We pride ourselves on having the friendliest
and most welcoming forums for moms and moms to be! Please take a moment
for free so you can be a part of our growing community of mothers.
If you have any problems registering please drop an email to firstname.lastname@example.org.
Our community is moderated by our moderation team so you won't see spam or offensive messages posted on our forums. Each of our message boards is hosted by JustMommies hosts, whose names are listed at the top each board. We hope you find our message boards friendly, helpful, and fun to be on!
Okay, so I'm still new to all this, and will be going in for a follow up this coming Wednesday the 16th. This week I've been recording my sugar levels, and everything I've been eating.
I made the mistake of not reading a nutrition label properly, and ended up with some high blood sugar the other day. I'm supposed to test and record one hour after eating, and at about 40 minutes I knew something was off, so tested anyway, it was a high 11.5 (I know people in the states have different numbers than we do here in Canada, not sure how to convert?) I heard that exercise can bring it down, so I took a quick walk/jog aroyund the block, and tested roughly 15 - 20 minutes later, which is when I was supposed to record after my meal anyhow. It was 5.5! I was amazed!
So, the question then is... is that cheating? Because it WAS high, I clearly had more sugar/carbs than I was supposed to have that meal, and it spiked... then with the exercise it came back down. So the number I recorded of course was the 1 hour after the meal, which was a normal number. I made a note of what happened, but just wondered how that works, because I do feel like I cheated... if that makes sense.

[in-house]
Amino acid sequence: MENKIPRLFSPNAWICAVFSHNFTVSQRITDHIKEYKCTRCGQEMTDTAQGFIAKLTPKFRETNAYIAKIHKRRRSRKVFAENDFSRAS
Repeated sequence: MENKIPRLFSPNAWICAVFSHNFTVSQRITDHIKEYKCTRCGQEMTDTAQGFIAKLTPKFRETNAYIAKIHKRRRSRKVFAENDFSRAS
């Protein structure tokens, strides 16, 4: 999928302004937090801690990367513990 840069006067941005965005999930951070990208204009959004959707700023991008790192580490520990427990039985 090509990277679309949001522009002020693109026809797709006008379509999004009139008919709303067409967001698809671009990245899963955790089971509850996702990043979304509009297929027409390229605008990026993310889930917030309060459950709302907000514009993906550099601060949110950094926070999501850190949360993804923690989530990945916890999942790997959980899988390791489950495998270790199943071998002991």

In my opinion, no. Exercise is great for you and your baby, and is recommended for diabetics.
This gives some good info, too (from webmd: Exercising With Type 2 Diabetes: Benefits & Guidelines):
Exercise is very important in managing type 2 diabetes. Combining diet, exercise, and medicine (when prescribed) will help control your weight and blood sugar level.
Exercise helps control type 2 diabetes by:
* Improving your body's use of insulin.
* Burning excess body fat, helping to decrease and control weight (decreased body fat results in improved insulin sensitivity).
* Improving muscle strength.
* Increasing bone density and strength.
* Lowering blood pressure.
* Helping to protect against heart and blood vessel disease by lowering 'bad' LDL cholesterol and increasing 'good' HDL cholesterol.
* Improving blood circulation and reducing your risk of heart disease.
* Increasing energy level and enhancing work capacity.
* Reducing stress, promoting relaxation, and releasing tension and anxiety.
How Does Exercise Affect Blood Sugar Levels?
Normally, insulin is released from the pancreas when the amount of sugar (glucose) in the blood increases, such as after eating. Insulin stimulates the liver and muscles to take in excess glucose. This results in a lowering of the blood sugar level.
When exercising, the body needs extra energy or fuel (in the form of glucose) for the exercising muscles. For short bursts of exercise, such as a quick sprint to catch the bus, the muscles and the liver can release stores of glucose for fuel. With continued moderate exercising, however, your muscles take up glucose at almost 20 times the normal rate. This lowers blood sugar levels.
But intense exercise can have the opposite effect and actually increase your blood glucose levels. This is especially true for many people with diabetes. The body recognizes intense exercise as a stress and releases stress hormones that tell your body to increase available blood sugar to fuel your muscles. If this happens to you, you may need a little bit of insulin after intense workouts.
For a variety of reasons, after exercise, people with diabetes may have an increase or a decrease in their blood sugar levels.
Last edited by katidid622; February 13th, 2011 at 11:34 PM.
Reason: Adding WedMD link for copyright purposes